Let us pray: God our Father, your eternal plan of salvation reached its fullness when your Beloved Son came into the world through the Holy Family, sanctifying by His birth every human family. We entrust to you our families and all the families around the world. May prayer be a part of their lives, pure love, respect for life, and a healthy concern for youth. We ask you humbly that the Blessed Pope John Paul II, the tireless defender of the rights of a family, be to crown Him with the glory of the Saints. Through His intercession may we be strengthened by the grace ... Through Christ our Lord. Amen.
Our Father ... Hail Mary ... Glory be ...
Litany ...

Day 5 - Youth

You must make demands from yourself, even if others make no demands from you. Only making demands from yourself—contrary to the universal consent that says, “Take the easy way,”-- can you realize other papal challenges – to choose “to be more” rather than “to have more.” Today’s “ to be more” of a young person is the courage to remain full of initiative—you cannot resign from this, the future of everyone depends on this—faithful to a dynamic witness to faith and hope.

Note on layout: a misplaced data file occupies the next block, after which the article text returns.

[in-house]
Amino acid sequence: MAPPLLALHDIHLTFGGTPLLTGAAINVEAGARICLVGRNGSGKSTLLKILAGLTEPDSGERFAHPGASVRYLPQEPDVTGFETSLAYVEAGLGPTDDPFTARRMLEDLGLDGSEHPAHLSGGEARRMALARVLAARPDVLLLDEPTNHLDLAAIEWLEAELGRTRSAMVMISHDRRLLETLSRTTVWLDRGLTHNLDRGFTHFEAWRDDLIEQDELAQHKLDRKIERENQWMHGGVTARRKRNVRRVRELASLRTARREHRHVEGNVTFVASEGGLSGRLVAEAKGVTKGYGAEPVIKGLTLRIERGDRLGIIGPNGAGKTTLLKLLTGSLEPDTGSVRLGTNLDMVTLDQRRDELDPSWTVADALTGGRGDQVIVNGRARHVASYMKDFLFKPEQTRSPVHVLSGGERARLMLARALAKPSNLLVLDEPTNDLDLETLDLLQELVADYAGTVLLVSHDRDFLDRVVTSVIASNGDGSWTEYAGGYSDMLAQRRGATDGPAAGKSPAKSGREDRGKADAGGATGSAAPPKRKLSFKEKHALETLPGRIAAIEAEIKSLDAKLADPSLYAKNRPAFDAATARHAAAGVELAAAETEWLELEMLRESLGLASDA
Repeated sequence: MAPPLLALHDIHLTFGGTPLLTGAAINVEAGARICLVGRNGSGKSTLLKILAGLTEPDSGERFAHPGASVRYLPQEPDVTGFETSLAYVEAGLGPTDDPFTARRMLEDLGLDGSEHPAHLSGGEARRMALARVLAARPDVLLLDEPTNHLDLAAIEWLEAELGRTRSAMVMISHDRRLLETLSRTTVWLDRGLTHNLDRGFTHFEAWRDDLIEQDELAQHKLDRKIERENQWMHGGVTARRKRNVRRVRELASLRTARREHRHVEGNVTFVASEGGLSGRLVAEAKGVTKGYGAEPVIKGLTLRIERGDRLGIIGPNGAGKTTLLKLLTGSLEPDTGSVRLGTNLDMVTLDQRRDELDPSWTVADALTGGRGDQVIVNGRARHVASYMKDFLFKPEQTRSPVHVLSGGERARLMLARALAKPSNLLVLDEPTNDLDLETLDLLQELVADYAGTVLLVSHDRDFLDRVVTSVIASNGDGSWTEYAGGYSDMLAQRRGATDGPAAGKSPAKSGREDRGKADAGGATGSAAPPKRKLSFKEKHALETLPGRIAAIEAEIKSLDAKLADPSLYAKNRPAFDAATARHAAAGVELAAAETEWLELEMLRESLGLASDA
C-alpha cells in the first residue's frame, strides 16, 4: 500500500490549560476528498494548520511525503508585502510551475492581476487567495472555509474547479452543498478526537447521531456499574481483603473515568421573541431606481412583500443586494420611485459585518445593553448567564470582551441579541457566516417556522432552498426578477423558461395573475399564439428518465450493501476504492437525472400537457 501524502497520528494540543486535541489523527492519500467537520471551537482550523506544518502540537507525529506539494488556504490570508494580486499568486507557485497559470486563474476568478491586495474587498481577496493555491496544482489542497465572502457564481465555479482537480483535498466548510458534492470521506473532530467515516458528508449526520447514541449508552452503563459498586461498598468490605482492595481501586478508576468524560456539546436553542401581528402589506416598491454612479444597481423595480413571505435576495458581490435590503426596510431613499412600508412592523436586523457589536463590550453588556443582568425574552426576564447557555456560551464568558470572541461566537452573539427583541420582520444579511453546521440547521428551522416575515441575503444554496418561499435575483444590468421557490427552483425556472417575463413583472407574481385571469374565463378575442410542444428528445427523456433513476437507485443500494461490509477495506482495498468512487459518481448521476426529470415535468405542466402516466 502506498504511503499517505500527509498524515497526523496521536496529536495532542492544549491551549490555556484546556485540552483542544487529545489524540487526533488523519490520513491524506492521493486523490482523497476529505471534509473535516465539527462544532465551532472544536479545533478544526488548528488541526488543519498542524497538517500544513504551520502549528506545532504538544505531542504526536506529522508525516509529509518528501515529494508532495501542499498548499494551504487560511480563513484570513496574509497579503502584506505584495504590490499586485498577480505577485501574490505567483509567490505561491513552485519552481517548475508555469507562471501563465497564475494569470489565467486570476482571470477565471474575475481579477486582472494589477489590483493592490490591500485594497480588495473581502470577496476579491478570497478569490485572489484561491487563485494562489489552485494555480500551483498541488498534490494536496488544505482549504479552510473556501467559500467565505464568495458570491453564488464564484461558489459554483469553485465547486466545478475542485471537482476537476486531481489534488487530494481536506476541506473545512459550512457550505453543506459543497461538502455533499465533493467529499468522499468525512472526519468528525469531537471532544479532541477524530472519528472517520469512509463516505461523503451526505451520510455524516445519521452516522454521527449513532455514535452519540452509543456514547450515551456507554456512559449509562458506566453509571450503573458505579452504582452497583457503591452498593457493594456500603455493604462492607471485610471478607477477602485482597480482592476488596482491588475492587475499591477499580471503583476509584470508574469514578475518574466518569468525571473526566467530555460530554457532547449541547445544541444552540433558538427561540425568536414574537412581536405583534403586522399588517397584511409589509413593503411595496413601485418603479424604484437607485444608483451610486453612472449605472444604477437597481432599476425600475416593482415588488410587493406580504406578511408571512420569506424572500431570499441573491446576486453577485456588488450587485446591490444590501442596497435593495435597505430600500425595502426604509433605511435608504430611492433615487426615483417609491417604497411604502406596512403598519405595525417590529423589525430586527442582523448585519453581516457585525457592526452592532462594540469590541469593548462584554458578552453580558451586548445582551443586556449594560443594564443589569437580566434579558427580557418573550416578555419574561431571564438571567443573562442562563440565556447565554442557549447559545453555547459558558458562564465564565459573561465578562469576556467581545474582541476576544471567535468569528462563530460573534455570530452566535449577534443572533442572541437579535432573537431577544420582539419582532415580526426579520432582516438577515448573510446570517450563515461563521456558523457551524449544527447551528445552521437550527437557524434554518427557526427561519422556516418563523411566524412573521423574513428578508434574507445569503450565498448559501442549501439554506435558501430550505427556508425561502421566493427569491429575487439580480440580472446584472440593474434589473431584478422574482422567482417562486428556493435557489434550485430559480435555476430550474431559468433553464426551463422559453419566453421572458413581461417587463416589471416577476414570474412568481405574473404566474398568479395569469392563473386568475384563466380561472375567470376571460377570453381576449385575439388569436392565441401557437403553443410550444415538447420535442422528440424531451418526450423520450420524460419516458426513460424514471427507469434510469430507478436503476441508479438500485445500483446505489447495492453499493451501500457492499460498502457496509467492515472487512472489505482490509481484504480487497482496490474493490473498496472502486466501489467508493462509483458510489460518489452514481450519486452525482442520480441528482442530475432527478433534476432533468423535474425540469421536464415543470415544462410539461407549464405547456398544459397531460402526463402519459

My young friends ... Be blessed! Be blessed together with Mary, who believed that the words spoken to her by the Lord will come to pass. Be blessed. May the sign of the woman clothed with the sun go with you, may she go with everyone along all the paths of life. May she lead you to the fulfillment in God of your adoption as children in t. Verily, verily. The Lord will do great things for you! The Lord will do great things for us!
You, my dear young friends, girls and boys, you are to be faithful witnesses brave in those “great things” in your circles, with your peers, in all circumstances of life. Mary, the Virgin from Nazareth, who heeded every inspiration of the Holy Spirit, is with you. She who through her grand response to God’s plan, through her “be it done unto me” disclosed to the world the long awaited perspective on salvation. Looking at the humble handmaid of the Lord, taken today into the glory of heaven, I say to you with St. Paul: “Live by the spirit” (Ga 5, 16.) Allow the “Spirit of wisdom and understanding, the spirit of counsel and fortitude, of knowledge, of piety and fear of the Lord (cf. Is 11,2) penetrate your heart and your life, and transform the face of the earth. Renewed by the power that comes from Him, become the builders of a new world: a different world, based on truth, on justice, on solidarity, on love.